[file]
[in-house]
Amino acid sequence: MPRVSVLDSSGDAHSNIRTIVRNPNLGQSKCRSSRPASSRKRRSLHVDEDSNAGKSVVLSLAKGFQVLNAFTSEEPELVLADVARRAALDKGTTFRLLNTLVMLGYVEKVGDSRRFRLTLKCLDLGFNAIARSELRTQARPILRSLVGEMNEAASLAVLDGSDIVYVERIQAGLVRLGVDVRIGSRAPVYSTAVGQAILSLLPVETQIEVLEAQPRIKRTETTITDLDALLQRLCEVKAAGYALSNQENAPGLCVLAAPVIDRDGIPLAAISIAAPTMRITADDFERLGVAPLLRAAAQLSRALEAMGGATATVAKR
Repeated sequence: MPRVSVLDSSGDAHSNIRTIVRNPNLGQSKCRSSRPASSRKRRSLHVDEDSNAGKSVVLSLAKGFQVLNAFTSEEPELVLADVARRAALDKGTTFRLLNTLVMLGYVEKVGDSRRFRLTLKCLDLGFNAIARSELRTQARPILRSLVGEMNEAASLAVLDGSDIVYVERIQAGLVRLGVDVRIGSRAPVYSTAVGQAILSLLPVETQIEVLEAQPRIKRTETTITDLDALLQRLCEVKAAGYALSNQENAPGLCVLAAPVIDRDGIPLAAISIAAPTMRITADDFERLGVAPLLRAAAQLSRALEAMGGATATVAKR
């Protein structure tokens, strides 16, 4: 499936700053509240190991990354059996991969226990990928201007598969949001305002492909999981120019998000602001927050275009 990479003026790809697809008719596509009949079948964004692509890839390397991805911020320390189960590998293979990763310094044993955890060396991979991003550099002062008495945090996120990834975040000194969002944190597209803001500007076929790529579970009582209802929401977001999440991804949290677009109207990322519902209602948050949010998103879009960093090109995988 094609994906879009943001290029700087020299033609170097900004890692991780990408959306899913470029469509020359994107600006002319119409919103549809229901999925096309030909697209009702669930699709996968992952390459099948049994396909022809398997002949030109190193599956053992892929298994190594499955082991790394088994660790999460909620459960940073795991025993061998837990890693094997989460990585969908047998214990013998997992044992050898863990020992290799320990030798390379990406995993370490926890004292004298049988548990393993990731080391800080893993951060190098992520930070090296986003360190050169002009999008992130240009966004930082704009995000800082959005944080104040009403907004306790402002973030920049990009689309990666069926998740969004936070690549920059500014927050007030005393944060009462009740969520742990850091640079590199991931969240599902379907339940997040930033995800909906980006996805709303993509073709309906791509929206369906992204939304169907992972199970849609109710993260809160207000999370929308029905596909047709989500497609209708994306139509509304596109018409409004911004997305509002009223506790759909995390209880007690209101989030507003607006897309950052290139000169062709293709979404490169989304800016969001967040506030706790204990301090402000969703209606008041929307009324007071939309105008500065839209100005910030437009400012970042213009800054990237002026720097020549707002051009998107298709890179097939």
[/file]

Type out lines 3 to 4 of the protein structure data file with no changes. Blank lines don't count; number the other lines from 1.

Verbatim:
Repeated sequence: MPRVSVLDSSGDAHSNIRTIVRNPNLGQSKCRSSRPASSRKRRSLHVDEDSNAGKSVVLSLAKGFQVLNAFTSEEPELVLADVARRAALDKGTTFRLLNTLVMLGYVEKVGDSRRFRLTLKCLDLGFNAIARSELRTQARPILRSLVGEMNEAASLAVLDGSDIVYVERIQAGLVRLGVDVRIGSRAPVYSTAVGQAILSLLPVETQIEVLEAQPRIKRTETTITDLDALLQRLCEVKAAGYALSNQENAPGLCVLAAPVIDRDGIPLAAISIAAPTMRITADDFERLGVAPLLRAAAQLSRALEAMGGATATVAKR
């Protein structure tokens, strides 16, 4: 499936700053509240190991990354059996991969226990990928201007598969949001305002492909999981120019998000602001927050275009 990479003026790809697809008719596509009949079948964004692509890839390397991805911020320390189960590998293979990763310094044993955890060396991979991003550099002062008495945090996120990834975040000194969002944190597209803001500007076929790529579970009582209802929401977001999440991804949290677009109207990322519902209602948050949010998103879009960093090109995988 094609994906879009943001290029700087020299033609170097900004890692991780990408959306899913470029469509020359994107600006002319119409919103549809229901999925096309030909697209009702669930699709996968992952390459099948049994396909022809398997002949030109190193599956053992892929298994190594499955082991790394088994660790999460909620459960940073795991025993061998837990890693094997989460990585969908047998214990013998997992044992050898863990020992290799320990030798390379990406995993370490926890004292004298049988548990393993990731080391800080893993951060190098992520930070090296986003360190050169002009999008992130240009966004930082704009995000800082959005944080104040009403907004306790402002973030920049990009689309990666069926998740969004936070690549920059500014927050007030005393944060009462009740969520742990850091640079590199991931969240599902379907339940997040930033995800909906980006996805709303993509073709309906791509929206369906992204939304169907992972199970849609109710993260809160207000999370929308029905596909047709989500497609209708994306139509509304596109018409409004911004997305509002009223506790759909995390209880007690209101989030507003607006897309950052290139000169062709293709979404490169989304800016969001967040506030706790204990301090402000969703209606008041929307009324007071939309105008500065839209100005910030437009400012970042213009800054990237002026720097020549707002051009998107298709890179097939």